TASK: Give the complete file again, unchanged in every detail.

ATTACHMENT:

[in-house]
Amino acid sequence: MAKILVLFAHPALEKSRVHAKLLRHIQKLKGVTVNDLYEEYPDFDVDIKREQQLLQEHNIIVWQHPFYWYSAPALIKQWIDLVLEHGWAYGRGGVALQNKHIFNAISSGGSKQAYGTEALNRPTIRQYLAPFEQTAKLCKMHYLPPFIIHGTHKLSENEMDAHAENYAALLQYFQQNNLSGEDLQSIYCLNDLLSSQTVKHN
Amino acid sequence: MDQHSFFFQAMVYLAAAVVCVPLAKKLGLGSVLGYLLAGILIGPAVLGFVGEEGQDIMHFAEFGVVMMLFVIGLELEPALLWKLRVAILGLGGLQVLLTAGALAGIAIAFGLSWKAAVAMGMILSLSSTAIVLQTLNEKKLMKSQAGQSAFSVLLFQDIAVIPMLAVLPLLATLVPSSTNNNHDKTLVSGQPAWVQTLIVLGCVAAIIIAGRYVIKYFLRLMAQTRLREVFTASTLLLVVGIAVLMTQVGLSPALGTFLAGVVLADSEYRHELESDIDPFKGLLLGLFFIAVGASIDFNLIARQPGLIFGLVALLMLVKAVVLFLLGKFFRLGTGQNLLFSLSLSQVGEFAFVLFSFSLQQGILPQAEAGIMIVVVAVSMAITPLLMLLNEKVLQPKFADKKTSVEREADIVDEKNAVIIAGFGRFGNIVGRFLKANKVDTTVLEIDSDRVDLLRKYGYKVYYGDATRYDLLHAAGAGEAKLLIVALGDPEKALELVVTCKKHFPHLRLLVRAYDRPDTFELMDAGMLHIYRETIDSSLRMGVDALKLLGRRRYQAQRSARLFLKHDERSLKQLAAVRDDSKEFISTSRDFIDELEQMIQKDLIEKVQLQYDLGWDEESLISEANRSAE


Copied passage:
[in-house]
Amino acid sequence: MAKILVLFAHPALEKSRVHAKLLRHIQKLKGVTVNDLYEEYPDFDVDIKREQQLLQEHNIIVWQHPFYWYSAPALIKQWIDLVLEHGWAYGRGGVALQNKHIFNAISSGGSKQAYGTEALNRPTIRQYLAPFEQTAKLCKMHYLPPFIIHGTHKLSENEMDAHAENYAALLQYFQQNNLSGEDLQSIYCLNDLLSSQTVKHN
Amino acid sequence: MDQHSFFFQAMVYLAAAVVCVPLAKKLGLGSVLGYLLAGILIGPAVLGFVGEEGQDIMHFAEFGVVMMLFVIGLELEPALLWKLRVAILGLGGLQVLLTAGALAGIAIAFGLSWKAAVAMGMILSLSSTAIVLQTLNEKKLMKSQAGQSAFSVLLFQDIAVIPMLAVLPLLATLVPSSTNNNHDKTLVSGQPAWVQTLIVLGCVAAIIIAGRYVIKYFLRLMAQTRLREVFTASTLLLVVGIAVLMTQVGLSPALGTFLAGVVLADSEYRHELESDIDPFKGLLLGLFFIAVGASIDFNLIARQPGLIFGLVALLMLVKAVVLFLLGKFFRLGTGQNLLFSLSLSQVGEFAFVLFSFSLQQGILPQAEAGIMIVVVAVSMAITPLLMLLNEKVLQPKFADKKTSVEREADIVDEKNAVIIAGFGRFGNIVGRFLKANKVDTTVLEIDSDRVDLLRKYGYKVYYGDATRYDLLHAAGAGEAKLLIVALGDPEKALELVVTCKKHFPHLRLLVRAYDRPDTFELMDAGMLHIYRETIDSSLRMGVDALKLLGRRRYQAQRSARLFLKHDERSLKQLAAVRDDSKEFISTSRDFIDELEQMIQKDLIEKVQLQYDLGWDEESLISEANRSAE